Superb psychological drama, and a movie that could only have been directed by one man, Alfred Hitchcock. Clever, tense plot that gives out information in a trickle, making it all the more intriguing and unpredictable. The psychological aspect seems well researched and accurate (though I'm no student of psychology), making it all the more realistic and convincing.
Great work by Ingrid Bergman and Gregory Peck in the lead roles. The chemistry between them is wonderful and Bergman is mesmerisingly, can't-take-your-eyes-off-the-screen beautiful. This was only Peck's fourth movie (though he already had an Oscar nomination behind his name, thanks to his second film, The Keys Of The Kingdom).
Adding to this is the work of Michael Chekhov who gives a fantastic performance as Dr. Brulov. Blunt, funny and the perfect complement to the seriousness of Bergman and Peck. Chekhov received a Best Supporting Actor Oscar nomination for his performance.
Hitchock was at his prime in the 1950's, but he was no slacker in the 1940's either. With Rope, Notorious, Rebecca, Lifeboat, and Shadow of a Doubt, he continued to make great films year after year. Spellbound just wasn't one of them. The premise is classic Hitchcock. A psychiatrist gets caught up in the troubling case of a co-worker who is wanted for questioning about a murder. Throw in the fact that the two become romantically involved and you have your prototypical Hitchcock mystery suspense.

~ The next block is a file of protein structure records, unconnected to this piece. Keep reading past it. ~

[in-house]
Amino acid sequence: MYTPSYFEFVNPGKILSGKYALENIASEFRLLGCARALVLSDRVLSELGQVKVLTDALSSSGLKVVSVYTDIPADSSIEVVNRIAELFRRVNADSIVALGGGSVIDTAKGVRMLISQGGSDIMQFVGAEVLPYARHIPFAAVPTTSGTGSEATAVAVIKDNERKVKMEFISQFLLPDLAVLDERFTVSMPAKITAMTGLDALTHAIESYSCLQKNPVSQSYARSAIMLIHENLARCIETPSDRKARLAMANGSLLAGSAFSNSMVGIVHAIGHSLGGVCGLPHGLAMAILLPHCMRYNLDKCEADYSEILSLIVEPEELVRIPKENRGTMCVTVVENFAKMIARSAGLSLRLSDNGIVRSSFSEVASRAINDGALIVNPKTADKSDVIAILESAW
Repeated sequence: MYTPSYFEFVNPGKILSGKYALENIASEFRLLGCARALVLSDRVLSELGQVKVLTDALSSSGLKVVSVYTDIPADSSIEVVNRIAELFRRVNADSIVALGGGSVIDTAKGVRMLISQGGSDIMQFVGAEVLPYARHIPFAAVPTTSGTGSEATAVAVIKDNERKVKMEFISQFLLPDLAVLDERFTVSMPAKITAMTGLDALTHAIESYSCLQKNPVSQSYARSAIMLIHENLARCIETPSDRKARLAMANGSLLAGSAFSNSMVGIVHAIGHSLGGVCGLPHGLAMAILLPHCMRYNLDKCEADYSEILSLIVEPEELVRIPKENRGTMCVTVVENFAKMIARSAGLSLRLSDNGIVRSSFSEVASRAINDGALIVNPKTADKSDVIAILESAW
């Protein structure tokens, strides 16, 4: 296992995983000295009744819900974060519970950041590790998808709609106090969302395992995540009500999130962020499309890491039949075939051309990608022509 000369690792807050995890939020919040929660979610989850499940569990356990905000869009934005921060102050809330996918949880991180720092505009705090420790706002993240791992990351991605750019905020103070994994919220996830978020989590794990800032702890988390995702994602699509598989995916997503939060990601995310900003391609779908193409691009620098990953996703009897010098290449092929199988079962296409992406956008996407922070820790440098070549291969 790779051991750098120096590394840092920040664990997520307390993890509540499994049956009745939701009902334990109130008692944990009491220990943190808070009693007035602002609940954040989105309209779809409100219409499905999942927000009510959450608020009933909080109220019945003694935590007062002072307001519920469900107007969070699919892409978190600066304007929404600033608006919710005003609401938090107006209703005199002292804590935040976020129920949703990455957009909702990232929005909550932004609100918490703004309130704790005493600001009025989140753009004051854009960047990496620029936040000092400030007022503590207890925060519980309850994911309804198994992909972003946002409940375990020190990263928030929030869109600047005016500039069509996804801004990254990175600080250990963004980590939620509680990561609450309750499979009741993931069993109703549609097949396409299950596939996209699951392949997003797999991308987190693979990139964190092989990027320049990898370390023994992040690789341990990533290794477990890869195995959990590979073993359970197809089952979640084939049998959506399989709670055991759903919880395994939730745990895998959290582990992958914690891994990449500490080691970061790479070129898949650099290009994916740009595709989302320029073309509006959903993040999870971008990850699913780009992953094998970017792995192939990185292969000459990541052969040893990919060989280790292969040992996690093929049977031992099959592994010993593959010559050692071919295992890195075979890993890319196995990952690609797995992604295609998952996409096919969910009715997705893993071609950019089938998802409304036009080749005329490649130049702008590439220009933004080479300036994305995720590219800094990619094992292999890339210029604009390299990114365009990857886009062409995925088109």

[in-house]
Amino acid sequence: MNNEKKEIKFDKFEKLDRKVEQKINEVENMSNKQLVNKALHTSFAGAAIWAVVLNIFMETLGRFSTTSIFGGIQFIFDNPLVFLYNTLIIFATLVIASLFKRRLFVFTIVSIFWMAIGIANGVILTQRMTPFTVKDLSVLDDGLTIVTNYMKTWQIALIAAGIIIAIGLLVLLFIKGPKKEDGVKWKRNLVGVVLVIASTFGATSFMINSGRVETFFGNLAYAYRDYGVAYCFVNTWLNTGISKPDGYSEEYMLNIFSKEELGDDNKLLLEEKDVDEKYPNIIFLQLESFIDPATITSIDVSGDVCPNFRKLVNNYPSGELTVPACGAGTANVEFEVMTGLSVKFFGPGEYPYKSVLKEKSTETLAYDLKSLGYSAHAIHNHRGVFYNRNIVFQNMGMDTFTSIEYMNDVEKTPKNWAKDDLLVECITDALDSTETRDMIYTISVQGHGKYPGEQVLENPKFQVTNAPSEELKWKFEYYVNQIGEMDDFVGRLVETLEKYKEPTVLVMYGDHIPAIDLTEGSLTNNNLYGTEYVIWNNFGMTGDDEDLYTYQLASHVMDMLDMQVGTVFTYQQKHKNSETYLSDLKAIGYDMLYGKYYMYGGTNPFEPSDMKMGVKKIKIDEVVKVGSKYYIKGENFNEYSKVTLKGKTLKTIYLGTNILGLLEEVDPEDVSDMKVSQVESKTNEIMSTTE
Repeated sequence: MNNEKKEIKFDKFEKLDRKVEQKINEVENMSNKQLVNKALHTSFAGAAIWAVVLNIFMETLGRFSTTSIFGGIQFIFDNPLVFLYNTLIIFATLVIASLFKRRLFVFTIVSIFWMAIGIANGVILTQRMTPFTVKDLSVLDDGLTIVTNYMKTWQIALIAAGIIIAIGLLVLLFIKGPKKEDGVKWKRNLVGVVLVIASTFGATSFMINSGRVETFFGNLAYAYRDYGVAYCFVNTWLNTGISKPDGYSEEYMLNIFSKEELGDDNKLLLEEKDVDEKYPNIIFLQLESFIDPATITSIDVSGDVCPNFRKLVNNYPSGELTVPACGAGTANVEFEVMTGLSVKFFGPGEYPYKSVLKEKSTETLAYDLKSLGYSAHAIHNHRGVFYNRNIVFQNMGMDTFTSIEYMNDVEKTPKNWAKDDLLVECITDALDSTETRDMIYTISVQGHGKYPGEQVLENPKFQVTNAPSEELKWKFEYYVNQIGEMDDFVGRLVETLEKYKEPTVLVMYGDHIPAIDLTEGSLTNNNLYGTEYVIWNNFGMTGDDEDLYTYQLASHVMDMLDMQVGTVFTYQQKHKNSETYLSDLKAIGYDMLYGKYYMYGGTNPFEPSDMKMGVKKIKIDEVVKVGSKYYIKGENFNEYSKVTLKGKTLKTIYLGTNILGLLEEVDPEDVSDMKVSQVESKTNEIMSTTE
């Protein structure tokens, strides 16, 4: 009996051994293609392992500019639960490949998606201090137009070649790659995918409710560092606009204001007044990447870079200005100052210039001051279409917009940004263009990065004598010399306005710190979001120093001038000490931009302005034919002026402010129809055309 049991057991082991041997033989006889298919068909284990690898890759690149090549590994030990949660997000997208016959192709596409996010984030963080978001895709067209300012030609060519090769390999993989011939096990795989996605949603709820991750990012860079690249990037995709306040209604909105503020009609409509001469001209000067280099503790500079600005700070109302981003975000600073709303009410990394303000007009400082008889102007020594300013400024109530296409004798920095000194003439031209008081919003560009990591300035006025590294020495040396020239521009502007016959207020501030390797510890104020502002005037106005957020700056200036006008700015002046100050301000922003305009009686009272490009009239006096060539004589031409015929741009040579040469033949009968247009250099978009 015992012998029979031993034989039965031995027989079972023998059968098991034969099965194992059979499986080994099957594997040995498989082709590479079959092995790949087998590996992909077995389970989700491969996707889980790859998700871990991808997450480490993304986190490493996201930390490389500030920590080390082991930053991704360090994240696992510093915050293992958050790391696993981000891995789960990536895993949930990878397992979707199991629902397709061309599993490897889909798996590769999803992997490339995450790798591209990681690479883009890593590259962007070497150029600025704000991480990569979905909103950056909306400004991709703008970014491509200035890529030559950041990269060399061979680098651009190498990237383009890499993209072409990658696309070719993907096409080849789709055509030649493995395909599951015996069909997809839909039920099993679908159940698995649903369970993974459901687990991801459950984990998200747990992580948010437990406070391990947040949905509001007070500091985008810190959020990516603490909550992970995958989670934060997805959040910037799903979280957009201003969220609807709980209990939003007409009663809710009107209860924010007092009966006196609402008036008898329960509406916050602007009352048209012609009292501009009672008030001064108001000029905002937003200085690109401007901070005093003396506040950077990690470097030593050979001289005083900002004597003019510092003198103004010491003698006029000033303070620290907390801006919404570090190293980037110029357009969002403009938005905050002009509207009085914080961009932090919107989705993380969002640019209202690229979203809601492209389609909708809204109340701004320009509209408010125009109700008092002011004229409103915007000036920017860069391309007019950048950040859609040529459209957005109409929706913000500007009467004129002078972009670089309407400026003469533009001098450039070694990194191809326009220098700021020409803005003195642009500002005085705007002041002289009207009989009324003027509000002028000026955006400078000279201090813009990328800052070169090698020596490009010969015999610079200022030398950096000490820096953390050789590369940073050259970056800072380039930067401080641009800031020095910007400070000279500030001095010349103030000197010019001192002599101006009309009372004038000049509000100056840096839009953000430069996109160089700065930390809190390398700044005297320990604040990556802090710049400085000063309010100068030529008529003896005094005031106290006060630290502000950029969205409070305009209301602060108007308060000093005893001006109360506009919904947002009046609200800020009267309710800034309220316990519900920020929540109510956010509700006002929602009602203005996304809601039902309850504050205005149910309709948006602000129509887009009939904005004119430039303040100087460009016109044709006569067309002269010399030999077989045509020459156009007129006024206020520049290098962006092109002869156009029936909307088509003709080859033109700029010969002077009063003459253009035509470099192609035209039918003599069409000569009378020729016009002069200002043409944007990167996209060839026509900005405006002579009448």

Much like most of Hitchcock's films, once you think you know what's going on, yet another plot twist unravels. So to its credit, Spellbound is unpredictable, and it definitely keeps you on the edge of your seat at certain times. But it also drags out its plot for seemingly 15 minutes too long. It's hard for a mystery of his to be boring, but the case of John B (Peck) took a long time to get interesting.
I always find Gregory Peck compelling, but I think he was caught in between making his character a charming love interest and a dangerous psychopath. So he ends up falling somewhere in an awkward middle ground. However, Ingrid Bergman and Michael Chekhov were great together as two doctors trying to get to the bottom of the case. In fact, Chekhov elevates the film to a whole new level once he appears. Bergman brought the most out of a pretty thinly written character and cemented herself once again among the great Hitchcock performances.
Spellbound lacks the subtly of Hitchcock's later dramas, but there's still the same old intrigue and reveals that make his films so appealing. With a more evened out story and a smoother performance from Peck, this could have been a classic.
+Bergman and Chekhov
+Last hour is utterly unpredictable
-First act drags
-Peck is caught in acting hell